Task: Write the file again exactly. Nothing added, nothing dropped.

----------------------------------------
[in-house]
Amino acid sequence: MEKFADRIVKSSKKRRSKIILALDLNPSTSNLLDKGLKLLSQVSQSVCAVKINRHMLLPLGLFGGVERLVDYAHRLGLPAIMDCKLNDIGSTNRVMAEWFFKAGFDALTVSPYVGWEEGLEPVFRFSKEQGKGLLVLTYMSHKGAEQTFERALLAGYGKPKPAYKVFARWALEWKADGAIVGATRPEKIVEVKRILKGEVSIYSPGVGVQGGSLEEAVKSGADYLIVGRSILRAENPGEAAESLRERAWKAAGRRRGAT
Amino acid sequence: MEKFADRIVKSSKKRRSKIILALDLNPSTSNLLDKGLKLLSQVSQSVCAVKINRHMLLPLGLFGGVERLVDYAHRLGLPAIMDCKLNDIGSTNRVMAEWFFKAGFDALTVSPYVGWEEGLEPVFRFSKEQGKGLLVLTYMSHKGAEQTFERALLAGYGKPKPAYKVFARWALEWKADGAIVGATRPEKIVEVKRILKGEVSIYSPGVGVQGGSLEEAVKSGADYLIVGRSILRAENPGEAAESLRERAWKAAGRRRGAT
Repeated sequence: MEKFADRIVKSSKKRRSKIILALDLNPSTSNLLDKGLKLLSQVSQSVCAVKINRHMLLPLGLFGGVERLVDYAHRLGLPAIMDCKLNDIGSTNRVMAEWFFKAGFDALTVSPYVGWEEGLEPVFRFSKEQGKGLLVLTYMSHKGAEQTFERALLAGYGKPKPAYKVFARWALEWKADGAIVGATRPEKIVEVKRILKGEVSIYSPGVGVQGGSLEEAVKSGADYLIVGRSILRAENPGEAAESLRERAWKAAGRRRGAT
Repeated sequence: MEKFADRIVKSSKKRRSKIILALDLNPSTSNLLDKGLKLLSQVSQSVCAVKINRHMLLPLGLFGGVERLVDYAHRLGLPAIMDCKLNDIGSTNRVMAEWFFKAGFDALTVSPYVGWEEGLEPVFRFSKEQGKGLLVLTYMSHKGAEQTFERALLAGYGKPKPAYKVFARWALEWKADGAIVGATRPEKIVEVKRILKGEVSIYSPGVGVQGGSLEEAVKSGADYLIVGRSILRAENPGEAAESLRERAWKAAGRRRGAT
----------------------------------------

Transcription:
[in-house]
Amino acid sequence: MEKFADRIVKSSKKRRSKIILALDLNPSTSNLLDKGLKLLSQVSQSVCAVKINRHMLLPLGLFGGVERLVDYAHRLGLPAIMDCKLNDIGSTNRVMAEWFFKAGFDALTVSPYVGWEEGLEPVFRFSKEQGKGLLVLTYMSHKGAEQTFERALLAGYGKPKPAYKVFARWALEWKADGAIVGATRPEKIVEVKRILKGEVSIYSPGVGVQGGSLEEAVKSGADYLIVGRSILRAENPGEAAESLRERAWKAAGRRRGAT
Amino acid sequence: MEKFADRIVKSSKKRRSKIILALDLNPSTSNLLDKGLKLLSQVSQSVCAVKINRHMLLPLGLFGGVERLVDYAHRLGLPAIMDCKLNDIGSTNRVMAEWFFKAGFDALTVSPYVGWEEGLEPVFRFSKEQGKGLLVLTYMSHKGAEQTFERALLAGYGKPKPAYKVFARWALEWKADGAIVGATRPEKIVEVKRILKGEVSIYSPGVGVQGGSLEEAVKSGADYLIVGRSILRAENPGEAAESLRERAWKAAGRRRGAT
Repeated sequence: MEKFADRIVKSSKKRRSKIILALDLNPSTSNLLDKGLKLLSQVSQSVCAVKINRHMLLPLGLFGGVERLVDYAHRLGLPAIMDCKLNDIGSTNRVMAEWFFKAGFDALTVSPYVGWEEGLEPVFRFSKEQGKGLLVLTYMSHKGAEQTFERALLAGYGKPKPAYKVFARWALEWKADGAIVGATRPEKIVEVKRILKGEVSIYSPGVGVQGGSLEEAVKSGADYLIVGRSILRAENPGEAAESLRERAWKAAGRRRGAT
Repeated sequence: MEKFADRIVKSSKKRRSKIILALDLNPSTSNLLDKGLKLLSQVSQSVCAVKINRHMLLPLGLFGGVERLVDYAHRLGLPAIMDCKLNDIGSTNRVMAEWFFKAGFDALTVSPYVGWEEGLEPVFRFSKEQGKGLLVLTYMSHKGAEQTFERALLAGYGKPKPAYKVFARWALEWKADGAIVGATRPEKIVEVKRILKGEVSIYSPGVGVQGGSLEEAVKSGADYLIVGRSILRAENPGEAAESLRERAWKAAGRRRGAT